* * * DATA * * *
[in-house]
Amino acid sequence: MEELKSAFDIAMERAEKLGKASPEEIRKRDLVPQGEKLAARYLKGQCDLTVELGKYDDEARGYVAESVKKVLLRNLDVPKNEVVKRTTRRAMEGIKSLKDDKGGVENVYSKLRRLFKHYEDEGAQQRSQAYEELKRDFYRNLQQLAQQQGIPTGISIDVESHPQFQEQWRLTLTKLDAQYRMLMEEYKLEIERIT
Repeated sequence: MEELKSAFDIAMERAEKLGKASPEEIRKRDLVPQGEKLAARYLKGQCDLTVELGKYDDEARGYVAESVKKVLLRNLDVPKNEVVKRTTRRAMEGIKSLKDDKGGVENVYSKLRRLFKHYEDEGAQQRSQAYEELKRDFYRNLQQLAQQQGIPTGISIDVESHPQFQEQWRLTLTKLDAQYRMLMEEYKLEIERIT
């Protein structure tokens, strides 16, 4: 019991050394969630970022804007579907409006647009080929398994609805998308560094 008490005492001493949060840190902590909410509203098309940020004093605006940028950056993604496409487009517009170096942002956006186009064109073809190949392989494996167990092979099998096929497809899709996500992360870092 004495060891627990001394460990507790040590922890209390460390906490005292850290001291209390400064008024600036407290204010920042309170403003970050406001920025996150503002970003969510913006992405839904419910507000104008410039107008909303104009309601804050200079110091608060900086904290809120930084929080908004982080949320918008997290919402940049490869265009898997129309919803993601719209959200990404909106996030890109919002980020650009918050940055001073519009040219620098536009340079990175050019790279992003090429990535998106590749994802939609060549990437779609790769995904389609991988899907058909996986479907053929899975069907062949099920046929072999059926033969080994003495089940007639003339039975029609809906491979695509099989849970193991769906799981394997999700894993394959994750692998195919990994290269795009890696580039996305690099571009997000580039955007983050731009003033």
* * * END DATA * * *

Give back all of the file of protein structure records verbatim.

[in-house]
Amino acid sequence: MEELKSAFDIAMERAEKLGKASPEEIRKRDLVPQGEKLAARYLKGQCDLTVELGKYDDEARGYVAESVKKVLLRNLDVPKNEVVKRTTRRAMEGIKSLKDDKGGVENVYSKLRRLFKHYEDEGAQQRSQAYEELKRDFYRNLQQLAQQQGIPTGISIDVESHPQFQEQWRLTLTKLDAQYRMLMEEYKLEIERIT
Repeated sequence: MEELKSAFDIAMERAEKLGKASPEEIRKRDLVPQGEKLAARYLKGQCDLTVELGKYDDEARGYVAESVKKVLLRNLDVPKNEVVKRTTRRAMEGIKSLKDDKGGVENVYSKLRRLFKHYEDEGAQQRSQAYEELKRDFYRNLQQLAQQQGIPTGISIDVESHPQFQEQWRLTLTKLDAQYRMLMEEYKLEIERIT
């Protein structure tokens, strides 16, 4: 019991050394969630970022804007579907409006647009080929398994609805998308560094 008490005492001493949060840190902590909410509203098309940020004093605006940028950056993604496409487009517009170096942002956006186009064109073809190949392989494996167990092979099998096929497809899709996500992360870092 004495060891627990001394460990507790040590922890209390460390906490005292850290001291209390400064008024600036407290204010920042309170403003970050406001920025996150503002970003969510913006992405839904419910507000104008410039107008909303104009309601804050200079110091608060900086904290809120930084929080908004982080949320918008997290919402940049490869265009898997129309919803993601719209959200990404909106996030890109919002980020650009918050940055001073519009040219620098536009340079990175050019790279992003090429990535998106590749994802939609060549990437779609790769995904389609991988899907058909996986479907053929899975069907062949099920046929072999059926033969080994003495089940007639003339039975029609809906491979695509099989849970193991769906799981394997999700894993394959994750692998195919990994290269795009890696580039996305690099571009997000580039955007983050731009003033």